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About Cineman76

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  1. Most definitely we see that this movie will be a character driven piece. As we are introduced to Lorre's character he first appears quite jovial and even kindly if not a bit foreign and intriguing but when the skater comes in up close you see both of them are familiar to each other and in a way that is not desirable. The key word awkward does well to punctuate this. Again similar to the other films mentioned we have spectators and action, a crowd and perspective that draws back into tight shots of our main characters. We do have a bit less of a concentration on body parts be it the legs or eye
  2. As the gossiper continues prattling on we start to hear the sound of her voice tone down and out until the key word and sound is her shrill of Knife over and over and as we even get used to it (as its Alice's view that this word is the focus), suddenly the frame changes as Knife is uttered again at a startling level and we are shocked by the way the instrument flies out of her hand visually. This all allows us to experience the subjective mindset of our character Alice. Visually we witness a normal scene of breakfast, customers and familiarity but we are assaulted as we take in the subjec
  3. As the young waitress is choosing between which boy to blame for her claimed pregnancy we can feel the same amount of dread the boys are as the dolly shot closes in on them then playing with our emotions switched point of view to the accuser. This is a very effective way to draw the audience in. We also see similar shots and themes as we had in other of his movies, The Lodger etc, such as close ups of the eyes, dancing and records signifying emotion and sex, and close ups that bring the face into the foreground. Again for me there was a sense of suspense with the shot but even more so one of d
  4. We see Hitchcock use music, dancing, the speed of the record and position of characters to represent and express the inner conflict and turmoil of our young boxer as he observes his wife and opponent getting cozy through the well placed mirror. Eventually these images where it appears his lover is getting to close to his enemy and where the dancers represent the fighters themselves start to appear in ghostlike editing effects showing our young boxers emotions reaching a crescendo. We see him at this point enter the "ring" and approach his opponent and wife to only realize he has given in to hi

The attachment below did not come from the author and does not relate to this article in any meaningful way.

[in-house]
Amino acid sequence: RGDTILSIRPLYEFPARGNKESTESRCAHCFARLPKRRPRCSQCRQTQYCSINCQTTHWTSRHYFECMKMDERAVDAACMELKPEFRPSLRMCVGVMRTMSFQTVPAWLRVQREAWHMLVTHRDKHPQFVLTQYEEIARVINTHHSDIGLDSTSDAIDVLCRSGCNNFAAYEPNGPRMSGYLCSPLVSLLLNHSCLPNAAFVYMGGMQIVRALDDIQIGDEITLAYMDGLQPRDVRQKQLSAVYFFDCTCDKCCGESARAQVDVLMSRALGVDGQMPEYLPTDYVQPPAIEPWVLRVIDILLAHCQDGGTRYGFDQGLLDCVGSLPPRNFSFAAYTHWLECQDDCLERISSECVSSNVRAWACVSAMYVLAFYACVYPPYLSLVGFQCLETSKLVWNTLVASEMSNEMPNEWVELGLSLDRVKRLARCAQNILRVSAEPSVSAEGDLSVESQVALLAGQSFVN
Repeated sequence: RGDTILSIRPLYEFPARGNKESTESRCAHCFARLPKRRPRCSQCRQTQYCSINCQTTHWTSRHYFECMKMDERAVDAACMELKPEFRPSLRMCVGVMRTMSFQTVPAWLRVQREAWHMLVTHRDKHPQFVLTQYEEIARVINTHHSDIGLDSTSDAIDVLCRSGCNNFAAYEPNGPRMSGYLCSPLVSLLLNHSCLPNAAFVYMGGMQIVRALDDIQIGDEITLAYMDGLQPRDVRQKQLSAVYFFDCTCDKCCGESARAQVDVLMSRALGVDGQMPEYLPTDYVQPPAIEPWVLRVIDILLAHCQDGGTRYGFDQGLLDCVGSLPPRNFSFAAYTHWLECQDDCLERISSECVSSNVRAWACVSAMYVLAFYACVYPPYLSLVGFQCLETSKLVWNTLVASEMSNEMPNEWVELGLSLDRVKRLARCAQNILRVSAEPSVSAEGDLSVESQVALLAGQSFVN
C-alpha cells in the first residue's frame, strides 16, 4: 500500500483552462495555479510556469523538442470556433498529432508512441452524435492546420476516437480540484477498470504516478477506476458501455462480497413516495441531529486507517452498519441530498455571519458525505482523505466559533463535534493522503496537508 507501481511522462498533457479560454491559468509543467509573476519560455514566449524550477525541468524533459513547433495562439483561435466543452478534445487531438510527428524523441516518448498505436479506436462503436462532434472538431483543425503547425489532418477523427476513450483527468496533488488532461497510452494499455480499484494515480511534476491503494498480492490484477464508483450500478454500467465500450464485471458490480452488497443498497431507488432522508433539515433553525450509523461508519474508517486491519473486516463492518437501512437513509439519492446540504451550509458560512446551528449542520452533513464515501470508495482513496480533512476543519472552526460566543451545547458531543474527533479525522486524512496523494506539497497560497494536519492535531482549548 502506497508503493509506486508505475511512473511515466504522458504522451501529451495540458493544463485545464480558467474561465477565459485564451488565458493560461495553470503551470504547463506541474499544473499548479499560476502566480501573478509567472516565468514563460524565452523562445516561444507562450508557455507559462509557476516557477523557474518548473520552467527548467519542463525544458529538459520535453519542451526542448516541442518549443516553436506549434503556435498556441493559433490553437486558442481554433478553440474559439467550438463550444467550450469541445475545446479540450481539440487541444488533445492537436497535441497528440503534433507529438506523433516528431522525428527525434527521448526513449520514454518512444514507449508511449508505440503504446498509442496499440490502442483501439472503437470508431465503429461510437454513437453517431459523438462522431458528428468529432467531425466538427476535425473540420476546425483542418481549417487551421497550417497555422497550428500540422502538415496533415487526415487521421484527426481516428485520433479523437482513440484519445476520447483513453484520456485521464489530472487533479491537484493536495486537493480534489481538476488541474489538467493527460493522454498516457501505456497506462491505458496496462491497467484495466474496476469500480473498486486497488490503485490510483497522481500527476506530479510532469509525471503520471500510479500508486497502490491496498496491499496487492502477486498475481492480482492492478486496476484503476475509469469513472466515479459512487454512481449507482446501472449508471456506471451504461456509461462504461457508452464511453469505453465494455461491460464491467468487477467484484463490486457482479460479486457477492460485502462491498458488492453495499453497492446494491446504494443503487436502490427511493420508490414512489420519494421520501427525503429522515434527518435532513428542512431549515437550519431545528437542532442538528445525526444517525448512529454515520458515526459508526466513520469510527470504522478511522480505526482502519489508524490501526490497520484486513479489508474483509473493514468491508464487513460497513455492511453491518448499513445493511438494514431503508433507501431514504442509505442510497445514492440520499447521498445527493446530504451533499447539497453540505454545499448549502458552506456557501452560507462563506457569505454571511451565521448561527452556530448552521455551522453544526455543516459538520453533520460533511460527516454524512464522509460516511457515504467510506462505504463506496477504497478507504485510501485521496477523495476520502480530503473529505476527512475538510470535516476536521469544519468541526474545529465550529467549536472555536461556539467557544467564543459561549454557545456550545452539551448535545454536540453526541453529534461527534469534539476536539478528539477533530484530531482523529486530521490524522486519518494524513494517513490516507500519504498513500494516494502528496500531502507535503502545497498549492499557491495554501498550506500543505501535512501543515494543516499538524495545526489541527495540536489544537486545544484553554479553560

5. 1. Compare the opening of The Lodger to the opening of The Pleasure Garden - what similarities and differences do you see between the two films? We have again tight shots drawing our attention in on the subject of both films, though this time it is one lone figure spread out on the ground, obviously a victim and definitely female versus a group of live young females scurrying about. Then we are drawn again tight into the face of the witness as she explains to first the police and then to our new selection of voyeurs that are crowding in to view the victim and hear of the tragedy. We hav
  6. 3. I think the limitation in no sound might exist but as a fan of silent I find the young woman's quip to the man written, the themes we discussed in the shot and the directors touch still very effective signs of things to come. The camera and dialogue still scream Hitchcock.
  7. 2. I as stated in my answer to number 1 agree we see his touch and will come to see more of it as time goes by and in many unconnected films such as Rear Window vs The Birds.
  8. I most definitely see the beginnings of both shots and scenes that will exist in Hitchcock's bag of cinematic tricks to come as well as themes and even objects such as the binoculars that we will encounter over the next 50 years. We observe as observers the observers of the young women coming down the staircase as it fills our and the male clients field of vision and singles out the concentration for the shot while making sure we do not forget we are as much voyeurs as the gentlemen in the crowd. I think it's interesting to see as well the woman asleep while the boorish men make a spectacle o
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